Recovery

That Girl Could Have Been Me

I don’t think that one can ever be fully prepared for working in the  field of eating disorder awareness and support. Having a strong background in mental health, addictions and crisis work, I thought that working as a placement student at NEDIC would be similar. However, nothing could have prepared me for the learning that was ahead. In particular, an invaluable lesson that I learned during my time with NEDIC is the importance of practicing self-care.

Where the Magic Happens

Believe it or not, the first time I saw this image above was on an episode of Girls on HBO. It’s a great show and, for sure, one of my not-so-guilty pleasures. I can't recall the exact scenario for how it came up but I remember the main character, played by Lena Dunham, sitting in some sort of job interview and seeing a poster with "Where the magic happens" in a big circle with a much smaller circle off to the side which was labeled, "Your comfort zone."  I recall from that episode how Dunham's character just sat there and stared at the poster on the wall, contemplating the meaning.

When Being "You" Is Not Enough

As a graduate student entering my final year of post-secondary education, I have finally come to accept that it’s okay to not be perfect, not please everyone, and to ask for “me” time without feeling guilty. It took over eight years of battling my inner critic and an eating disorder recovery program to come to this realization.

Gaining a New Perspective

In Western society, the idea of gaining weight is often viewed as the ultimate sin. We associate weight gain with failure, while we view weight loss as a sign of strength. For me, I wanted to get smaller, because I craved acceptance, even though it was acceptance from a superficial place.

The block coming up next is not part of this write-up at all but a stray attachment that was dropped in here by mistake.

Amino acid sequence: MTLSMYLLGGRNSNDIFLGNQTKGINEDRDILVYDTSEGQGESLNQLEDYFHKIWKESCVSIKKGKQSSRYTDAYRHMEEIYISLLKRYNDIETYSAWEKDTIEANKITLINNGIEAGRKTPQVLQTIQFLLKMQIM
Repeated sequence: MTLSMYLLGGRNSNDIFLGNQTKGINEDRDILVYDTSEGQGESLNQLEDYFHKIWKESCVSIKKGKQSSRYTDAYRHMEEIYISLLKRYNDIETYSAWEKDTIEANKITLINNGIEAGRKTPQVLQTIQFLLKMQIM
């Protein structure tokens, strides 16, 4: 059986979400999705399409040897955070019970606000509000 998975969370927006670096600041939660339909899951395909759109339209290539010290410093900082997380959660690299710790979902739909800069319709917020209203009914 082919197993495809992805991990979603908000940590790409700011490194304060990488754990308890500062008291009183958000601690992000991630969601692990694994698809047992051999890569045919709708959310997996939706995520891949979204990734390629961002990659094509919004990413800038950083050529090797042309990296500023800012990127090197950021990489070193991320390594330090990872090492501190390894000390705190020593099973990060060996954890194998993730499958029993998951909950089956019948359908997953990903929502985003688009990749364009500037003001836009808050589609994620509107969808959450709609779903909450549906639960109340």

Book of Hope - Our Shared Story

 

When it finally hit my how sick our daughter was, I almost collapsed. We had just come home from a doctor’s appointment (the second in eight days) and it was suddenly crystal clear how rapid and uncontrolled her weight loss was… By the time I got home, I was shaking uncontrollably, my lips were numb, I couldn’t feel my fingertips and I wasn’t sure if my legs would carry me up the steps.”

Self-Love: The Revolution

As someone who has struggled with body acceptance for a large portion of my life, self-love  is  a revolutionary concept. When you are told so often and so frequently that who you are and what you look like is: ugly, less than, or not good enough, then telling yourself that you ARE beautiful, that you ARE worth something, that you ARE good enough, is a rebellious act.

The Taboo of Relapse

 

It was 2pm on a Tuesday, and there I was – crying, naked on my bathroom floor. I’d been there for hours, trapped in my own mind. The day had started off simply enough with me getting out of bed and getting ready to work when the inevitable, “Feed me breakfast!” battle cry rumbled loudly from my stomach.

Eating Disorder Recovery in a Culture that Validates Pretty Little Lies - Part Two

 

This submission was originally published on the blog Don't Live Small and featured in REglam Magazine

READ PART ONE HERE

We are constantly bombarded by the beauty and fashion industries’ toxic messaging that implies a woman’s main value and purpose is based on what she looks like, what she eats and how much she weighs. They endorse an unrealistic ideal and market a processed beauty that doesn’t exist.

Eating Disorder Recovery in a Culture that Validates Pretty Little Lies - Part One

This submission was originally published on the blog Don't Live Small and featured in REglam Magazine

There are many misconceptions out there about eating disorders. The most damaging is the perception that eating disorders are about vanity and wanting to look pretty. People suffering from this disease are often described as being in a self-absorbed phase that they just need to "get over”. But you can’t “just get over” it.

What Does Recovery Mean to You?

When my recovery journey began in September 2007, I thought I had a clear image of what that would look like. Seven years later, I now know that a linear recovery process does not exist. There is no real end to this journey. This revelation has given me a sense of relief, calmness, and clarity to live again.

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